How to find a formula for an inverse function
Remember that $y=f(x)$ means the exact same thing as
$x=f^{1}(y)$. To find a formula for $f^{1}$,
 Solve for $x$ in terms of $y$.
 Now you have $x=$ (a function of y) = $f^{1}(y)$.
 If you wish to have $x$ be the independent variable
(and if the variables $x$ and $y$ have no applicable
meaning), simply exchange $x$ and $y$ to get
$y=f^{1}(x)$.

Example 1: Find a formula for the inverse to $f(x) = 2x+1$.
Solution: Set $y=2x+1$. By definition, $$y =
f(x)\quad \Longleftrightarrow\quad x = f^{1}(y).$$ Therefore, we
have: \begin{eqnarray} 2x+1&=&y \cr 2x&=& y1
\cr x &=& \frac{y1}{2}. \end{eqnarray} So,
$x=f^{1}(y) = \dfrac{y1}{2}$. You would leave the inverse in
this form if, for example, $y$ represents the cost of $x$
widgets. In this case, $y=f(x)$ tells us the cost, $y$, for
any given number of widgets, $x$. $x=f^{1}(y)$ gives the
number of widgets, $x$, for a given cost $y$. If $x$ and $y$
have no meaning, we may wish to rewrite the inverse of $f$ with the
independent variable $x$: $f^{1}(x) = \dfrac{x1}{2}$.
Warning:
in general, $f^{1}(x)$ is not the same as $f(x)^{1}$!
Inverses and reciprocals are different things.
Example 2: Find a formula for an inverse to $f(x) = 2x^2
+ 5$.
Solution: In this case, $f$ does not pass the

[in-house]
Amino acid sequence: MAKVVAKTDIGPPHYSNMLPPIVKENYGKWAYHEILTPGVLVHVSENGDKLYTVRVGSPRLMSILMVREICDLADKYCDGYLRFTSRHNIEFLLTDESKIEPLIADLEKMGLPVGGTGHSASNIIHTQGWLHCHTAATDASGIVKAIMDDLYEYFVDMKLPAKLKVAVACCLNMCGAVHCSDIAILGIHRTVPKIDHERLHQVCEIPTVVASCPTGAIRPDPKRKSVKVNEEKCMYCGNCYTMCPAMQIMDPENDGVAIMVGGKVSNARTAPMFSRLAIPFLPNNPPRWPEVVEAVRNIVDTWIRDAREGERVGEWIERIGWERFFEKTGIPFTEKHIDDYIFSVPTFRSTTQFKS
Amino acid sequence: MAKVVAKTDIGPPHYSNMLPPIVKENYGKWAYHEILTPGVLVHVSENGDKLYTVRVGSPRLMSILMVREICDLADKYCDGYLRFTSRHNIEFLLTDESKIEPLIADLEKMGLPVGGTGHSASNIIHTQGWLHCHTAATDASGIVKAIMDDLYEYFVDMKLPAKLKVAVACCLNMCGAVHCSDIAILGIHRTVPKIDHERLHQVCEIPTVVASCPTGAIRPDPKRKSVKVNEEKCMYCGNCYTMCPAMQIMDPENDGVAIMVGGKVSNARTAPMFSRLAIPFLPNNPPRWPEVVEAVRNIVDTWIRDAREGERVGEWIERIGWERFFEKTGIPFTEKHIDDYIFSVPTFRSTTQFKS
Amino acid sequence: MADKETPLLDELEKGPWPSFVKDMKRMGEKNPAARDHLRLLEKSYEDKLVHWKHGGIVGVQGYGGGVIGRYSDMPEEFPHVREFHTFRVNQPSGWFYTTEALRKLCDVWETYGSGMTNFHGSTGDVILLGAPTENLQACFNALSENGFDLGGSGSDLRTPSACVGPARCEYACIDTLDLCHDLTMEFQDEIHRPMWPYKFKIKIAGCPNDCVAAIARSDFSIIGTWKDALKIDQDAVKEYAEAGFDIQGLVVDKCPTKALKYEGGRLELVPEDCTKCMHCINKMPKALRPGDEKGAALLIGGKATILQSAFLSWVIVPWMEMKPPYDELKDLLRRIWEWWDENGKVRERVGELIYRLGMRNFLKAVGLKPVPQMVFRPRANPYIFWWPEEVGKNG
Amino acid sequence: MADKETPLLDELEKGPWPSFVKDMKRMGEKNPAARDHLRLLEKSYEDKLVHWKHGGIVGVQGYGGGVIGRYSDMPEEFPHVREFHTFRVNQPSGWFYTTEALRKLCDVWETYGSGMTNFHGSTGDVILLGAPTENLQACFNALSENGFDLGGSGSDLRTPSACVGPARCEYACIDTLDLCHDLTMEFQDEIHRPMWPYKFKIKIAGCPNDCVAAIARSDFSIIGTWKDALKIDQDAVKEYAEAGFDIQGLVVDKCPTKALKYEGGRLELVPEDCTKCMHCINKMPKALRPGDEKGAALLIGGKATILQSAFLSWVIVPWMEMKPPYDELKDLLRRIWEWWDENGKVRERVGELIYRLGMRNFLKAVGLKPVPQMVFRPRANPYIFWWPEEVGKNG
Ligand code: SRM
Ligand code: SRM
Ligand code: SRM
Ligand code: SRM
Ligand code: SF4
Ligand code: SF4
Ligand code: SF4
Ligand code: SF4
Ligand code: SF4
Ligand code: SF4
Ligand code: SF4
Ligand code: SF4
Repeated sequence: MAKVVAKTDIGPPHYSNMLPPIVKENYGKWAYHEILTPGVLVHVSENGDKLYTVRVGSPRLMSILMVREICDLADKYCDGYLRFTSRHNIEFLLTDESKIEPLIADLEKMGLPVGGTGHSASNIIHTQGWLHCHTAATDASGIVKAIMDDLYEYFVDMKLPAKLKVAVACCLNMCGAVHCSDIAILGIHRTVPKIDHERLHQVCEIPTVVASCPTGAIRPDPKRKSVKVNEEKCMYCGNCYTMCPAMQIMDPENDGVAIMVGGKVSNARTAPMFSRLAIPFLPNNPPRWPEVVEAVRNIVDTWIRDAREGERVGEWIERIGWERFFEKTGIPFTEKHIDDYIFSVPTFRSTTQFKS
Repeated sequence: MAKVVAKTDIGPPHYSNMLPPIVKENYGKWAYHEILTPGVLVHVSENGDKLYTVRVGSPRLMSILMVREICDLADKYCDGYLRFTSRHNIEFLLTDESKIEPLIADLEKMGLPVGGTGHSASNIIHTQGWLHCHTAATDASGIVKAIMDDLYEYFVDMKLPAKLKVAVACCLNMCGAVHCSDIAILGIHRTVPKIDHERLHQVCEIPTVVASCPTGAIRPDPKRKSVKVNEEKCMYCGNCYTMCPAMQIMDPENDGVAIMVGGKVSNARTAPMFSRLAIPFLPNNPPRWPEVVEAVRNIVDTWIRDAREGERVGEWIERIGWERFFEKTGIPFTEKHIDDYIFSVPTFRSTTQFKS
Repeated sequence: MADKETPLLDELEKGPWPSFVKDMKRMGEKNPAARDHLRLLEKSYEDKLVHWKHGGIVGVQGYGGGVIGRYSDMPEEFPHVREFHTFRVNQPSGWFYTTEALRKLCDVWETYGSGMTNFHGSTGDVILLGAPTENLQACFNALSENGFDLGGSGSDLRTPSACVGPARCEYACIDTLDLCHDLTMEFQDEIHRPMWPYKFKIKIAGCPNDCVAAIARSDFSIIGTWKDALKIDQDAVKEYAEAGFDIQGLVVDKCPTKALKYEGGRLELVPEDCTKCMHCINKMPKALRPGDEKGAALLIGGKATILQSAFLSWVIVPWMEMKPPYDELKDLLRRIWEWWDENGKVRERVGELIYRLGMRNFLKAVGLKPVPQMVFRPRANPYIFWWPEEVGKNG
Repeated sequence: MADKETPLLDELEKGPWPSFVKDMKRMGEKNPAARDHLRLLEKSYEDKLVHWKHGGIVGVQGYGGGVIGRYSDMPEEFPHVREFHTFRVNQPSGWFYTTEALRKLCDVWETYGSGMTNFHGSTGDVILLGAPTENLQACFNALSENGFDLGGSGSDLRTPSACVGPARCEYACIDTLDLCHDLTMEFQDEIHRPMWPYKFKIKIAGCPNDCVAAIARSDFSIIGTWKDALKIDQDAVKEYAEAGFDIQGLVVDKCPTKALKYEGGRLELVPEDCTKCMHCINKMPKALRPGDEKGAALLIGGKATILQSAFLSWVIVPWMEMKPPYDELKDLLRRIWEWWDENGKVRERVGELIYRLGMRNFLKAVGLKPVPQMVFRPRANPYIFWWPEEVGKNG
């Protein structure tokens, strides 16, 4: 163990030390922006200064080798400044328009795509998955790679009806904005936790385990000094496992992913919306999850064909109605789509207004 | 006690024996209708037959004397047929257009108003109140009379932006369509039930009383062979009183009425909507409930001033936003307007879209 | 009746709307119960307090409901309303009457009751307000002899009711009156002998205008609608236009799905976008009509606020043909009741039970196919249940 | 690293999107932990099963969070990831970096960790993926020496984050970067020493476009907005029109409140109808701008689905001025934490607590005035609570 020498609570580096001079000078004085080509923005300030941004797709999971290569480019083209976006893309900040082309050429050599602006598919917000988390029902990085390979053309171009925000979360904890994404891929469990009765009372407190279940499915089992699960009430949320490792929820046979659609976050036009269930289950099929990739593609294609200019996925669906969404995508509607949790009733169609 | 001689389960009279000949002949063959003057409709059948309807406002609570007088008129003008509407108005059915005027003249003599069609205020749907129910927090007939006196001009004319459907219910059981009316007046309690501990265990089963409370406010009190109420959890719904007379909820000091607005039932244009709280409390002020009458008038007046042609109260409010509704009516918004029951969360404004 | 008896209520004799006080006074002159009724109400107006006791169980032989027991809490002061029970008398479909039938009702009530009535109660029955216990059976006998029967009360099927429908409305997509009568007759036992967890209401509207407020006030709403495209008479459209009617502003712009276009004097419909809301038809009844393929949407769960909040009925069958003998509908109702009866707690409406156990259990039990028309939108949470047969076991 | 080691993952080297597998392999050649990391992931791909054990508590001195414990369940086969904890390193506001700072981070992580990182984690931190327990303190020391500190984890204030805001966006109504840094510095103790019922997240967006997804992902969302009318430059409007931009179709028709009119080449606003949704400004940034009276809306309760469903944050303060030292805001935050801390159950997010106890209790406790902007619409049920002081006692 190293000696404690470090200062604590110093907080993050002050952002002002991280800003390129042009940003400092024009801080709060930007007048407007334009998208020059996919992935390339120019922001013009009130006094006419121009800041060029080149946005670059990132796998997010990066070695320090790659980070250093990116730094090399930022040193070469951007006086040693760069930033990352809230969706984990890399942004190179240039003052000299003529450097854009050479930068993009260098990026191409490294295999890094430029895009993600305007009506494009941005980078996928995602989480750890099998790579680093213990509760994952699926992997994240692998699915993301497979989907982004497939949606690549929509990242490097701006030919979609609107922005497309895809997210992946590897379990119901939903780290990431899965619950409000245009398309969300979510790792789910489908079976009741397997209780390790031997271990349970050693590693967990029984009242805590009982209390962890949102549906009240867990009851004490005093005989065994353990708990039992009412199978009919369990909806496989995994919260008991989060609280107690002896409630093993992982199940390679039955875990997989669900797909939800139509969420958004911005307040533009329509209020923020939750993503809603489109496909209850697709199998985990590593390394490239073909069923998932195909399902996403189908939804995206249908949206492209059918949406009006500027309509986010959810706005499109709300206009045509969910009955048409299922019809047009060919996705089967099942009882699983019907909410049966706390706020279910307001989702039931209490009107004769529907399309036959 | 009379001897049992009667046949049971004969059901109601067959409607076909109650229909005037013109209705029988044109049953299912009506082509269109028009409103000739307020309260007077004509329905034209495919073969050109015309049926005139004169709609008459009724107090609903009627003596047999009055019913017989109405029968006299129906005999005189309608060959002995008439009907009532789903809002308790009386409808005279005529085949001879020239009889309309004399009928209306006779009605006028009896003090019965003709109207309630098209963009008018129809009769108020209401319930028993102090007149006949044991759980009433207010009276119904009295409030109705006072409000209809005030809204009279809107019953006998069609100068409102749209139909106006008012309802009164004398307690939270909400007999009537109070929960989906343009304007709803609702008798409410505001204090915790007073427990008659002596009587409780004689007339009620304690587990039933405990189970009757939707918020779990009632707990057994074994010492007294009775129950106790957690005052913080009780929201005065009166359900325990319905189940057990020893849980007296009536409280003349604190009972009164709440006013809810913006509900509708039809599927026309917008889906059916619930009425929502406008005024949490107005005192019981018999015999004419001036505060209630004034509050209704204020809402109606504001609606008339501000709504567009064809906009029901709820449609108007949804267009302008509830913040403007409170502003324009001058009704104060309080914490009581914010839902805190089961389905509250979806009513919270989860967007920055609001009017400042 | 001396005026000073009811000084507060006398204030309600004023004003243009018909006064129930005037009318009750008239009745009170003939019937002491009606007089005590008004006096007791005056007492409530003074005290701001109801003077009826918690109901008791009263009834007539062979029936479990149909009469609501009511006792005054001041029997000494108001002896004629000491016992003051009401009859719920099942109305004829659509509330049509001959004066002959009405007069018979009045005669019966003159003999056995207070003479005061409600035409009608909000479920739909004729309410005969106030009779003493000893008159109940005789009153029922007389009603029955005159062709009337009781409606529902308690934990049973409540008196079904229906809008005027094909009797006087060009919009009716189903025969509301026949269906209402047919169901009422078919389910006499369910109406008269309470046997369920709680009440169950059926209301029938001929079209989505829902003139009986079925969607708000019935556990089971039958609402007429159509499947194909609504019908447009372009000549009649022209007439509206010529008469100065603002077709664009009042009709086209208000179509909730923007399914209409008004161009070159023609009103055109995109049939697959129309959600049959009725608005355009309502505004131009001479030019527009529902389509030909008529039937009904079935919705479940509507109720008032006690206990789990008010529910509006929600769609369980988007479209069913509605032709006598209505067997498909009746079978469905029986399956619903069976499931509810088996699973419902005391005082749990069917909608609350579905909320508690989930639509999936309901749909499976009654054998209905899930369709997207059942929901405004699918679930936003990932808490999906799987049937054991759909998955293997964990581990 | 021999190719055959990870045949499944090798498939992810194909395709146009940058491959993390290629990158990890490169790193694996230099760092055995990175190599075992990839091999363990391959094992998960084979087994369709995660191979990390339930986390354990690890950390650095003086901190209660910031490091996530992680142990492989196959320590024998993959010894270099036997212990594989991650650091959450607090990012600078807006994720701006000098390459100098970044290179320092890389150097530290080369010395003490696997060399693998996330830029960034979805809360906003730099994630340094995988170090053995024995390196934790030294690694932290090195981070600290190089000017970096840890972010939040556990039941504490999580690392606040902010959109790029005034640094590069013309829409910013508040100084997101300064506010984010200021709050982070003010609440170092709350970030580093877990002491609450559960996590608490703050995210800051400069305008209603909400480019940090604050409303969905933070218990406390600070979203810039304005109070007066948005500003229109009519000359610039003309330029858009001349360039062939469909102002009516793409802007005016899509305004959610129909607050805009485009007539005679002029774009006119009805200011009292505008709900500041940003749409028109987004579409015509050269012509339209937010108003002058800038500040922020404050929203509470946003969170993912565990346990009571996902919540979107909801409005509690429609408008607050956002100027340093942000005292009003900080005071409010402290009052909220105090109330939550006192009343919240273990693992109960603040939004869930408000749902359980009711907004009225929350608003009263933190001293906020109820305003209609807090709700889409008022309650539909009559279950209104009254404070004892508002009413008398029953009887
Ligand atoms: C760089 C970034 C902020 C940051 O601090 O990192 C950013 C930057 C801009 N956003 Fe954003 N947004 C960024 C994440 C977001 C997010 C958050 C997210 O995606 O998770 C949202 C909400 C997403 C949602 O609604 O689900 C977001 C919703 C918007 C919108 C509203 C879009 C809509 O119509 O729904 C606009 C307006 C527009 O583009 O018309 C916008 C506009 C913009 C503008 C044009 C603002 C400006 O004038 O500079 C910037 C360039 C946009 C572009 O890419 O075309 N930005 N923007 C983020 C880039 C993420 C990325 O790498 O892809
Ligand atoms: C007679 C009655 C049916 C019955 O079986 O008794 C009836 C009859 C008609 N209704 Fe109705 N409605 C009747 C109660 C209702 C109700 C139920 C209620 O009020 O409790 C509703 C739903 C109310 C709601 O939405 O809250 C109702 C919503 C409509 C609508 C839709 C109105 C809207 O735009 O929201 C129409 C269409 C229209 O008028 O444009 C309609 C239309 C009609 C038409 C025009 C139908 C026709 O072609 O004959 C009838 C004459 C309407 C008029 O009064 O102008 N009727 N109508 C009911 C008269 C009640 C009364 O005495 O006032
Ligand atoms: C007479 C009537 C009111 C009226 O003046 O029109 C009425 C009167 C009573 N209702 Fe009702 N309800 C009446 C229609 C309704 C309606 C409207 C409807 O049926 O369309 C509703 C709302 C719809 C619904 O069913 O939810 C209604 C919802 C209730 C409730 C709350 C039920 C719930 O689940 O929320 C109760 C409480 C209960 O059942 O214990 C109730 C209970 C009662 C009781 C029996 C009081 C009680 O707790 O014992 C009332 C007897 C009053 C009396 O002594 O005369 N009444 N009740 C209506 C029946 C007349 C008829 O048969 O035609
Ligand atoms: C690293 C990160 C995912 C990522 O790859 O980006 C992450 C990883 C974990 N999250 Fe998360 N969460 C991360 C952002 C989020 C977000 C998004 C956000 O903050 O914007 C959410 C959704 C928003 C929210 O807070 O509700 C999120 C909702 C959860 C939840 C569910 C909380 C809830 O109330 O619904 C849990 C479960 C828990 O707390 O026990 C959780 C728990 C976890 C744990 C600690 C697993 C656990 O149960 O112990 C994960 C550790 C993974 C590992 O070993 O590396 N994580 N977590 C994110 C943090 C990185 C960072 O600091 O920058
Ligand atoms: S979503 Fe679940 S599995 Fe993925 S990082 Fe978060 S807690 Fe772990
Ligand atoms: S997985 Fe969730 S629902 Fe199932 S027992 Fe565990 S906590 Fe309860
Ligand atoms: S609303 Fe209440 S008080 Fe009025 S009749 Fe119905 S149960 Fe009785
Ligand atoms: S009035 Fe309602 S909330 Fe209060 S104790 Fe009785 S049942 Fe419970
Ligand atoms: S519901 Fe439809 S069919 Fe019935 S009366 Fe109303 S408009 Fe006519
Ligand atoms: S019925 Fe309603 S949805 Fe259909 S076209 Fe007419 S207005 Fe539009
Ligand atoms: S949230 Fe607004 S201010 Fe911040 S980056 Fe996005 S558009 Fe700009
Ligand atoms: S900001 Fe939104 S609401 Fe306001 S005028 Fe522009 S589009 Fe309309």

horizontal line test, so $f$ does not have an inverse defined on
the whole domain. Let's restrict the domain to $[0,\infty)$, for
example, so that now $f$ does pass the HLT. DO: Why does $f$ now pass the HLT?
The range of $f$ is $[5,\infty)$. Why?
To find a formula for $f^{1}$, we write: \begin{eqnarray}
y&=&f(x) \Leftrightarrow x=f^{1}(y) )\cr 2x^2 + 5
&=&y\cr x^2 &=& (y5)/2 \cr
x&=&\pm\sqrt{\frac{y5}{2}}=f^{1}(y). \end{eqnarray} But
here, $x$ is not a function. So we must determine which
square root we want. Since the range of $f^{1}$ is the
domain of $f$, our answer must be in $[0,\infty)$, so we want the
positive root: $f^{1}(y) = x=+ \sqrt{(y5)/2}$. This makes sense
whenever $y \ge 5$. The domain of $f^{1}$ is $[5,\infty)$, which
is the range of $f$. At this point, if $x$ and $y$ have no
applicable meaning, you could switch $x$ and $y$ if needed to get
$y=f^{1}(x)=\sqrt{\frac{x5}{2}}$.